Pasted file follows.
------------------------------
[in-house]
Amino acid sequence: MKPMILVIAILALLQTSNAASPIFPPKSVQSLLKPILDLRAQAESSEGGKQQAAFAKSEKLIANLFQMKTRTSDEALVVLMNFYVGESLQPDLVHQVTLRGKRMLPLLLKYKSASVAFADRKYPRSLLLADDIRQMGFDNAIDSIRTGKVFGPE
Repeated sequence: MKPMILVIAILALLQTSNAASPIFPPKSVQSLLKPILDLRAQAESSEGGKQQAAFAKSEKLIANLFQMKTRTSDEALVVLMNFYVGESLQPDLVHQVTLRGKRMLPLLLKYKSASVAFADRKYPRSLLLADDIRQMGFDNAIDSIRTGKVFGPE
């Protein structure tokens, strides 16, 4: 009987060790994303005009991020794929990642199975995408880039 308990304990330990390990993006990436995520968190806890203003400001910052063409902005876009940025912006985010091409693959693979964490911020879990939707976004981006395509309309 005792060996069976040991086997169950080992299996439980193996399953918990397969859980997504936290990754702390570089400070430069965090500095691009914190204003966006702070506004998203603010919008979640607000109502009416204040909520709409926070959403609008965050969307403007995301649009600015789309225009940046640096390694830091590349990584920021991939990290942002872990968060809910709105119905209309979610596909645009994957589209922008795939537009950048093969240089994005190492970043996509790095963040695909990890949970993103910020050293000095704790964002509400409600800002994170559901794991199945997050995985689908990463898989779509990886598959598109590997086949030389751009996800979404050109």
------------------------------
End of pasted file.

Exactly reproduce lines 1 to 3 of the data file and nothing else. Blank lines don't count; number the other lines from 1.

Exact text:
[in-house]
Amino acid sequence: MKPMILVIAILALLQTSNAASPIFPPKSVQSLLKPILDLRAQAESSEGGKQQAAFAKSEKLIANLFQMKTRTSDEALVVLMNFYVGESLQPDLVHQVTLRGKRMLPLLLKYKSASVAFADRKYPRSLLLADDIRQMGFDNAIDSIRTGKVFGPE
Repeated sequence: MKPMILVIAILALLQTSNAASPIFPPKSVQSLLKPILDLRAQAESSEGGKQQAAFAKSEKLIANLFQMKTRTSDEALVVLMNFYVGESLQPDLVHQVTLRGKRMLPLLLKYKSASVAFADRKYPRSLLLADDIRQMGFDNAIDSIRTGKVFGPE